It is that time of year to dispel myths, chase away indecision, and firm up the terminology. It is time to define “Indian Summer”. Seasoned readers have been through this before. Please have patience for the first-timers.
It all started with anebulous definition of Indian Summer which caused many disagreements when I first started forecasting the weather. It turns out that there was no clearly defined criteria for Indian Summer, except that it had to occur after the first frost (which happened in our area last week). A consortium of radio Djs and myself decided that an Indian Summer day must have a high temperature 10 degrees or warmer than normal. The day would also have to be substantially “nice”. Any type of inclement weather would relegate the day to the category of “Indian Summer-like weather”. Too windy, too bad, it is not Indian Summer weather. Cloudy for most of the day, too bad, not Indian Summer weather. Rain most of the day, too bad, not Indian summer weather. So don’t get caught in the trap of declaring a day “Indian Summer” without some thought.
Some people have also wondered when the period for Indian Summer ends? It ends November 30th or the date of the first measurable snowfall. November 30th is the climatological end of Fall. We can’t be having Indian Summer during winter now can we? Also, the first measurable snow is a sign of the change in seasons.
Can we go an entire Fall season without true Indian Summer? Sure. It might happen this year. Can we have multiple episodes of Indian Summer weather? Yes we can. It has happened a couple times this decade.
So is there any true Indian Summer weather on the way anytime soon? Not a chance. The next 7 to 10 days look well below normal. We will have to wait until later in October or November.
Can you believe it has been 5 years since the X-prize was won? Here is a very positive article commemorating the event. I am not quite as positive, but I am not negative either. Positive aspects: private space companies continue to move slowly forward with their plans for sub-orbital flight and space tourism. Negative aspects: private space companies continue to move sloooowly forward with their plans for sub-orbital flight and space tourism. I realize that the infrastructure needed for space flight is rather substantial. Pouring cement for launch pads, building space ships, and testing rockets is heavy industry-type work. It is a lot different than most of the “small” technology we are used to dealing with such as cell phones, computers, and software. Still, 5 years is a long time and there doesn’t seem to be any acceleration in timelines. I guess I should be happy that most of the private operations survived the economic downturn.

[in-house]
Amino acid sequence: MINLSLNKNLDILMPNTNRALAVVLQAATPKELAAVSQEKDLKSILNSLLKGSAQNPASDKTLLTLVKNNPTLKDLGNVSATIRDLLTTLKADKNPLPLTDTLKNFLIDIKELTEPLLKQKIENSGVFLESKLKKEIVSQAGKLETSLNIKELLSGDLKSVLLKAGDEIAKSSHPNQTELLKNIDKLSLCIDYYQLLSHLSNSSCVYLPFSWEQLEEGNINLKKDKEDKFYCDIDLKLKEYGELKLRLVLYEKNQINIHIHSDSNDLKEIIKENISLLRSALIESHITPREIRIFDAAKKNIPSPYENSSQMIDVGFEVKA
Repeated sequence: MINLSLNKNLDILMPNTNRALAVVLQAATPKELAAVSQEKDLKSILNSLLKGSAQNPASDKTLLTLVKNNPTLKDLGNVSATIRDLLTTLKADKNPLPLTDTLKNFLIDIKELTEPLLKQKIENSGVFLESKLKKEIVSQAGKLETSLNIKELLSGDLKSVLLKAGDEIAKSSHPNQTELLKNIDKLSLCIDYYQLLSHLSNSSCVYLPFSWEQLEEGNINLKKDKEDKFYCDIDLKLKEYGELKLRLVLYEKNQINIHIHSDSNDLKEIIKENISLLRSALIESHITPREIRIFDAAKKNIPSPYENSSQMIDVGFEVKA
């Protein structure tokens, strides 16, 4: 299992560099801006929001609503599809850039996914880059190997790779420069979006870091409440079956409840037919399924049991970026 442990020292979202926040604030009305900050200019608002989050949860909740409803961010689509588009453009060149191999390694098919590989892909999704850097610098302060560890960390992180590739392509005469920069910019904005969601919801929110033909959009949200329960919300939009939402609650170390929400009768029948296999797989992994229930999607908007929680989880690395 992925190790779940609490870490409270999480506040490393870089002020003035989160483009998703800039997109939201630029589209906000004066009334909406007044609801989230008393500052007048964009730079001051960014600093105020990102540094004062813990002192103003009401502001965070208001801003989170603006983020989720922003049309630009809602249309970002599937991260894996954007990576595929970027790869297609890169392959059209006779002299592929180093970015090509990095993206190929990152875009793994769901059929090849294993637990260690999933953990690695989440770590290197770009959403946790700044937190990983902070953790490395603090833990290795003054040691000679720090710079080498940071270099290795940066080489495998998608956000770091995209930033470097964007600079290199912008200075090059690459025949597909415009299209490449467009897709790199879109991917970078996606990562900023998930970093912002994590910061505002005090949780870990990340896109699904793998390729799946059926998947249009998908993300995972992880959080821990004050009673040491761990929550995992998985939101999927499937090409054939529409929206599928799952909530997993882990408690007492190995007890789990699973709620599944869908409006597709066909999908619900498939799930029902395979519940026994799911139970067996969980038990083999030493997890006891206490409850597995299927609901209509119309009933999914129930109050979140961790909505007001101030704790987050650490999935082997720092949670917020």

The same cannot be said for NASA. Their budget gets cut every year and they are having a tough time with human exploration plans. Here is an interview with a former NASA astronaut and founder of Ad Astra Rocket Technology. He says NASA should focus on the space frontier – going farther out with robotic exploration – while private space companies focus on low earth orbit and potential moon and asteroid bases. I agree. The sooner private companies figure out a way to make money in space the sooner all of us will have the opportunity to become space explorers and tourists ourselves.
Not only are private companies pushing the boundaries of space flight, private individuals are taking awesome pictures of the night sky. Take a look at these amatuer photos. It just goes to show that technology is helping common people accomplish what was once the province of professionals.
Speaking of space photos; Messenger has returned some new close-up photos of Mercury, including the mysterious bright spot.
I have covered potential exploration to Europa over the last couple of years. It is a difficult mission because any probe that lands on the surface will have to melt or drill through a thick sheet of ice. Mission planners have recently scoped out some potential landing sites.
Lastly, would you believe shaded areas of the Moon are the coldest places in the solar system? That is according to data returned by LCROSS. Actually, it might not be the coldest place in the solar system, just that it is the coldest that has yet been measured.
Have a nice Monday! Meteorologist Justin Loew.
Posted under Space
This post was written by jloew on October 5, 2009